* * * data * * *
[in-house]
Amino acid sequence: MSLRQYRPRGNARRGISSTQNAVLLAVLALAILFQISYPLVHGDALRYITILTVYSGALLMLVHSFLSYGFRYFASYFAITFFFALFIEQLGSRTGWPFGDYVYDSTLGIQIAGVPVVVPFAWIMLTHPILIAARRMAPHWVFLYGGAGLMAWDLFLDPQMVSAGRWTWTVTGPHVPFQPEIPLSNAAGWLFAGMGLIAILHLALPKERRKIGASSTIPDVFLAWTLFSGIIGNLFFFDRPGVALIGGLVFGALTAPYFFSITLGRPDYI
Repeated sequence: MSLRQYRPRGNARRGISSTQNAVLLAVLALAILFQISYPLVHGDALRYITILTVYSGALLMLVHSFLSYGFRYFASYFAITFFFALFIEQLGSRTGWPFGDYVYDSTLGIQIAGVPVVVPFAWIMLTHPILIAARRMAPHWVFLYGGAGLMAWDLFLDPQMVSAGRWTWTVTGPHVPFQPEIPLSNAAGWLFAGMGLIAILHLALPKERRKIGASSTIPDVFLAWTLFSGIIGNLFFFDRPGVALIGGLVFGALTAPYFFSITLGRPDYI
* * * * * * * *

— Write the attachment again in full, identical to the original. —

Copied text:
[in-house]
Amino acid sequence: MSLRQYRPRGNARRGISSTQNAVLLAVLALAILFQISYPLVHGDALRYITILTVYSGALLMLVHSFLSYGFRYFASYFAITFFFALFIEQLGSRTGWPFGDYVYDSTLGIQIAGVPVVVPFAWIMLTHPILIAARRMAPHWVFLYGGAGLMAWDLFLDPQMVSAGRWTWTVTGPHVPFQPEIPLSNAAGWLFAGMGLIAILHLALPKERRKIGASSTIPDVFLAWTLFSGIIGNLFFFDRPGVALIGGLVFGALTAPYFFSITLGRPDYI
Repeated sequence: MSLRQYRPRGNARRGISSTQNAVLLAVLALAILFQISYPLVHGDALRYITILTVYSGALLMLVHSFLSYGFRYFASYFAITFFFALFIEQLGSRTGWPFGDYVYDSTLGIQIAGVPVVVPFAWIMLTHPILIAARRMAPHWVFLYGGAGLMAWDLFLDPQMVSAGRWTWTVTGPHVPFQPEIPLSNAAGWLFAGMGLIAILHLALPKERRKIGASSTIPDVFLAWTLFSGIIGNLFFFDRPGVALIGGLVFGALTAPYFFSITLGRPDYI